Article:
The post below is one of a series of posts about specific trends examined in the recently-released annual edition of The State of Working Pennsylvania, written by Keystone Research Center Executive Director and economist Stephen Herzenberg and Research Director and economist Mark Price.
Many parts of Pennsylvania have been known for decades as blue-collar, working class communities. In these communities, manufacturing jobs sprouted and provided family-sustaining jobs from one generation to another, usually for men. As the economy has shifted, these communities and these men, many with only a high-school degree, have suffered. While this is familiar to most Pennsylvanians, the economic facts that tell the story never fail to stun. For example, let’s take a look at wages over time for working-age men (aged 18 to 64) in Pennsylvania with less than a bachelor’s degree. As you do keep in mind that this is a BIG group–seven out of every 10 working-age men in Pennsylvania.
After adjusting for inflation, the median wage for white men with less than a bachelor’s degree in 2013-15 remained $2.18 per hour below its level in 1980 (1979-81). That means a full-time, full-year worker receives $4,500 less in wages annually today than 35 years ago!
That wage plunge explains why the national and Pennsylvania conversations in an election year focus a lot on the trials and tribulations of the white men. It also explains why some voters respond to divisve appeals that imply white men’s economic losses result from gains made by other race or gender groups. SWPA 2016 examines wage trends for every race, enthicity, gender, and education combination. Therefore, as well as documenting downward mobility of working-class white men, the report allows us to fact check how “other groups” are doing.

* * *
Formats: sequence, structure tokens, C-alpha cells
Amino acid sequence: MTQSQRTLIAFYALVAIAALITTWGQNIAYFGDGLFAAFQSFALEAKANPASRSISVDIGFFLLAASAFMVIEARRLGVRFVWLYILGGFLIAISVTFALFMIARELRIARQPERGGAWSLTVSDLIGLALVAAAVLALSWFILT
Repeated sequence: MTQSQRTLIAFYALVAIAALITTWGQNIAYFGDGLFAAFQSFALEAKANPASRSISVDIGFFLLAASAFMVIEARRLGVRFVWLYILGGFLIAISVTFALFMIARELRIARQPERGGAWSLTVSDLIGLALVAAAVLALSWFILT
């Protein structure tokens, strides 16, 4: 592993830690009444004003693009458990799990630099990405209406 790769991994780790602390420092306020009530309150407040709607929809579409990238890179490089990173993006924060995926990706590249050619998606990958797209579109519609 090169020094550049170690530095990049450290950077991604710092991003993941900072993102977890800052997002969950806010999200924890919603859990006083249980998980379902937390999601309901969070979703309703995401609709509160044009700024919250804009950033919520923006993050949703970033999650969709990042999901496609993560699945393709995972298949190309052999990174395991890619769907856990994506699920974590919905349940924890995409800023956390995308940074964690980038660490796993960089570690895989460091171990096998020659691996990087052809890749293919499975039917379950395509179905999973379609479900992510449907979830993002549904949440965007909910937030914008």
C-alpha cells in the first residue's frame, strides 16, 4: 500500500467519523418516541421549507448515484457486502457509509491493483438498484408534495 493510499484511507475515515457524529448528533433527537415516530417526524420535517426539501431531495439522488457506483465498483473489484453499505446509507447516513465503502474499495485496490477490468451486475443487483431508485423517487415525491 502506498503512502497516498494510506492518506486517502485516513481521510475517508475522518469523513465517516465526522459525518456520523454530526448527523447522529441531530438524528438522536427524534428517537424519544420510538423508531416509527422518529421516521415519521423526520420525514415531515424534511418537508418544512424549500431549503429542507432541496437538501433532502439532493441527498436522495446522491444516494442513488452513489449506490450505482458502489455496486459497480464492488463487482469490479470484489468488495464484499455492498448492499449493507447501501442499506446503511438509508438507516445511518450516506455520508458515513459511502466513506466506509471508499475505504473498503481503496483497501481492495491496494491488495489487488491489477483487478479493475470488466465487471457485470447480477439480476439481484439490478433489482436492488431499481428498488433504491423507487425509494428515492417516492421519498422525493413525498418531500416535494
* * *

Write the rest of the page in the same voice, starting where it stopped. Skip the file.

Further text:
We’ll focus in this blog on black men without a bachelor’s degree. It turns out they’ve been hammered even more than their white counterparts. Black men without bachelor’s degrees in Pennsylvania now earn $3.90 per hour less than in 1979-81, which is $8,100 less per year for a full-time, full-year worker. (There weren’t evough Hispanic men in the job market to estimate wages back to 1980 but in the most recent period, 2013-15, Hispanic men with less than a bachelor’s degree earned 78 cents for every dollar a similarly educated white man earned.)
Facing a lack of opportunity, white and black men without a bachelor’s degree have also dropped out of the labor market a lot. While 14 of every 100 working-age Pennsylvania white men without a bachelor’s degree did not participate in the labor market (work or actively looking for work) in 1979-81, that number has now jumped to 21. For black men, the jump has been from 22 to 34, so that one third of working-age black men don’t participate in the job market (and that’s without taking into consideration the incarcerated population).
The broader message of SWPA 2016 is that different groups of working Pennsylvanians shouldn’t get angry with each other because no group is doing very well (as we’ll show you for women and for more educated groups in subsequent blog posts). In fact, the only group doing really well is the top 1 percent. While the productivity of Pennsylvania workers has improved by 71 percent since 1979, wages have barely budged. The top 1 percent has received more than half of the total increase in income over this period. If we want wages and family incomes to rise steadily again, we need to shift away from policies that funnel so much of the benefits of economic growth to a tiny slice at the top.
Learn more by reading the full report, The State of Working Pennsylvania.